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Web 2.0 Technologies Propel Political Movements

By: Katelyn Six, Section Editor for Bloc[k] Beat (six1@uic.edu)

From the immersive experiences of multiscreen video viewing, websites and blogs, to Android and Apple mobile applications, not staying connected seems like a near impossibility. I believe that Web 2.0 technologies facilitate and empower new movements with heightened ability to organize their protests and activism.

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Underreported Assaults in 2012

By: Kelly Tansor, Copy Editor (ktanso2@uic.edu)

It has recently been reported that the number of Chicago assault and battery cases in 2012 has gone underreported.  The Chicago Police Department has previously reported the number of incidents rather than the number of victims, which silences many victims of assault and battery in Chicago.  Supt. McCarthy is now issuing a review of these cases so that a more accurate number is reported.  Shockingly, though, this practice has been going on for years.

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Why We Need More Women in STEM Fields

By: Katelyn Six, Section Editor for Bloc[k] Beat (six1@uic.edu)

On September 26, 2011, First Lady Michelle Obama acknowledged the veracity that “If we’re going to out-innovate and out-educate the rest of the world, we’ve got to open doors for everyone. We need all hands on deck, and that means clearing hurdles for women and girls as they navigate careers in science, technology, engineering, and math.” This is more than merely wishful thinking – it is a call to action, urging us all to stop, look and listen to the pressing problem affecting our workforce, our education system, our economy, and, most importantly, our students. (more…)

Katniss Everdeen Didn’t Wear Pink: Toy industry disappoints women, again

By: Anna Junko, Senior Editor for Literature and Art (ajunko2@uic.edu)

If you’re like me, you get a little annoyed walking past retail toy aisles and witnessing the fluorescent color line that separates the “boy” and “girl” sections. Companies market endless rows of pink tutus and purple dolls for girls and muscled blue action figures for boys. Even Lego, arguably one of the most popular and seemingly gender-less options, has a “boy” and “girl” gift guide on their website.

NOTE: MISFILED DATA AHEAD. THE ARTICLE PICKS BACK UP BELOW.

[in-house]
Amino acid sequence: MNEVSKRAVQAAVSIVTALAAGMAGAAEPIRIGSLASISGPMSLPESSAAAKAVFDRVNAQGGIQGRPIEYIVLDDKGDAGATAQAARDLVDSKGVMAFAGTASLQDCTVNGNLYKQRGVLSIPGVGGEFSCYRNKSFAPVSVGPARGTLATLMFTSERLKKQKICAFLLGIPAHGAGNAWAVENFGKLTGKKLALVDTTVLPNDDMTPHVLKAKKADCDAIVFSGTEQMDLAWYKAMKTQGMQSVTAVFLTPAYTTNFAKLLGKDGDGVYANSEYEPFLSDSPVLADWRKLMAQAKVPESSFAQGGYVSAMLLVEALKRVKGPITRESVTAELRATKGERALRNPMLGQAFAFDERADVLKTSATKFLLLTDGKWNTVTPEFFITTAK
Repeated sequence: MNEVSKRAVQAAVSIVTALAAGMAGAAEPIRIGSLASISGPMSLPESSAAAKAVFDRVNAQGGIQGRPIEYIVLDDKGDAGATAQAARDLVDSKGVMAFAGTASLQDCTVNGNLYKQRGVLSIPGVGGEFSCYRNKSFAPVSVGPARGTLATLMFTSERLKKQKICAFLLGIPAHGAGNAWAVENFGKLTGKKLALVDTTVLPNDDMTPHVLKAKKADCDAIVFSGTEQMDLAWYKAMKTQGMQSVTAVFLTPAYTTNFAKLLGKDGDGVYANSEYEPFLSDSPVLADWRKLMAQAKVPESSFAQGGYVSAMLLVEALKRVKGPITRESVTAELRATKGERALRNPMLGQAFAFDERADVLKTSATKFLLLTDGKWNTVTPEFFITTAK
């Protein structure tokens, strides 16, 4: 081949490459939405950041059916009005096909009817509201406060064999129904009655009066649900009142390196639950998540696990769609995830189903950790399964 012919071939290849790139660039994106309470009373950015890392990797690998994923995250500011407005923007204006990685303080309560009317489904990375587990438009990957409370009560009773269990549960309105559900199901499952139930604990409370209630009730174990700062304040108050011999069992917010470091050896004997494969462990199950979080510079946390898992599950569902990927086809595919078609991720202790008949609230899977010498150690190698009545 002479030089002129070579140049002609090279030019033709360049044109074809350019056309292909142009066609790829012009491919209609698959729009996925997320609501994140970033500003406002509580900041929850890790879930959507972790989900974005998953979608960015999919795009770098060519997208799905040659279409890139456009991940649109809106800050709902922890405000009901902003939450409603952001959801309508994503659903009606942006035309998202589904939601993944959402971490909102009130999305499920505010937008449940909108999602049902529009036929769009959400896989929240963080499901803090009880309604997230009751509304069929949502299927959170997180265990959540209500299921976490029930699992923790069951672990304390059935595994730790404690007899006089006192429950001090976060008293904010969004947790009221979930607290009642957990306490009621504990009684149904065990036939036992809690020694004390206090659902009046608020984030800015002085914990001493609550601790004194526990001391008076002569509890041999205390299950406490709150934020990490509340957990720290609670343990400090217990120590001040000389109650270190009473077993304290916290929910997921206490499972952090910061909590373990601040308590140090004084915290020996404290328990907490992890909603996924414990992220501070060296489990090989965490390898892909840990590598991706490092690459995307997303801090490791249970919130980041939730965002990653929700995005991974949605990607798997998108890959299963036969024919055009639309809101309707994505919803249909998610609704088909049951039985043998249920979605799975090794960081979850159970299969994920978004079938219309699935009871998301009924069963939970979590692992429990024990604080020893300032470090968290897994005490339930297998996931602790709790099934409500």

Hollywood’s recent obsession with female warrior heroes, however, seems to be evening out toy stereotypes. Girls now see strong heroines wielding weapons, like Katniss Everdeen from The Hunger Games, or Merida from Pixar’s BraveHowever, there’s one problem: most of the toy weapons are still pink

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Head in the clouds: Millennials to change media landscape with internet-based TV

By: Katelyn Six, Section Editor for Bloc[k] Beat (six1@uic.edu)

What ever happened to the ‘good old days’? When mornings meant taking a moment to enjoy scrambled eggs at the breakfast table, equipped with a cup of coffee in one hand and a newspaper in the other? Or when families would gather around the same TV set to watch the same program during its same weekly time slot? The reality is that today, those eggs and that cup of coffee have been replaced by two double shots of Starbuck’s espresso and an energy bar. And that morning newspaper? It is at the bottom of the wastebasket, swapped out for a smart phone. The once picturesque portrait of the traditional American lifestyle is increasingly facing the daunting threat of becoming nothing more than a fragment of the past. And is the TV doomed to go down the garbage disposal along with it?

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